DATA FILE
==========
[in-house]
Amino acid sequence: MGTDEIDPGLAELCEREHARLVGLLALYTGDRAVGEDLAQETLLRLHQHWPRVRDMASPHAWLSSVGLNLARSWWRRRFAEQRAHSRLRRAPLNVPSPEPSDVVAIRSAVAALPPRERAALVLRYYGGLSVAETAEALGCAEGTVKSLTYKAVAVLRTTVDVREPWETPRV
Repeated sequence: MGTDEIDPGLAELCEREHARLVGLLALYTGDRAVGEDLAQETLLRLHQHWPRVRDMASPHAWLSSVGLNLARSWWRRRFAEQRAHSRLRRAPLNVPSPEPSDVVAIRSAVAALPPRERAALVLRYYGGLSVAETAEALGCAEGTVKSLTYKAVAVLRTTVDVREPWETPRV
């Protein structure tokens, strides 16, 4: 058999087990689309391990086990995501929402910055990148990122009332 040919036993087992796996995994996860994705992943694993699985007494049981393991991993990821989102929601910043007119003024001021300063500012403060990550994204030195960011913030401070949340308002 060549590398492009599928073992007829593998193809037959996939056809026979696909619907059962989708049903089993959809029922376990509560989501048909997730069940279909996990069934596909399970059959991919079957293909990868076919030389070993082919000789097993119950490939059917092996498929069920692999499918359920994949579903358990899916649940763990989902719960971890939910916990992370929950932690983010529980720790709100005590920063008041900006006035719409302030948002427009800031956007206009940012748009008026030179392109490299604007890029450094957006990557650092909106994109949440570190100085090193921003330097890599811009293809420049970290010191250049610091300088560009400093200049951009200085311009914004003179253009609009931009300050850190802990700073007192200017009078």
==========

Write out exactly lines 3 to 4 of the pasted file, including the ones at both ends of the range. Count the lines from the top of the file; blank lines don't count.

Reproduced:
Repeated sequence: MGTDEIDPGLAELCEREHARLVGLLALYTGDRAVGEDLAQETLLRLHQHWPRVRDMASPHAWLSSVGLNLARSWWRRRFAEQRAHSRLRRAPLNVPSPEPSDVVAIRSAVAALPPRERAALVLRYYGGLSVAETAEALGCAEGTVKSLTYKAVAVLRTTVDVREPWETPRV
């Protein structure tokens, strides 16, 4: 058999087990689309391990086990995501929402910055990148990122009332 040919036993087992796996995994996860994705992943694993699985007494049981393991991993990821989102929601910043007119003024001021300063500012403060990550994204030195960011913030401070949340308002 060549590398492009599928073992007829593998193809037959996939056809026979696909619907059962989708049903089993959809029922376990509560989501048909997730069940279909996990069934596909399970059959991919079957293909990868076919030389070993082919000789097993119950490939059917092996498929069920692999499918359920994949579903358990899916649940763990989902719960971890939910916990992370929950932690983010529980720790709100005590920063008041900006006035719409302030948002427009800031956007206009940012748009008026030179392109490299604007890029450094957006990557650092909106994109949440570190100085090193921003330097890599811009293809420049970290010191250049610091300088560009400093200049951009200085311009914004003179253009609009931009300050850190802990700073007192200017009078």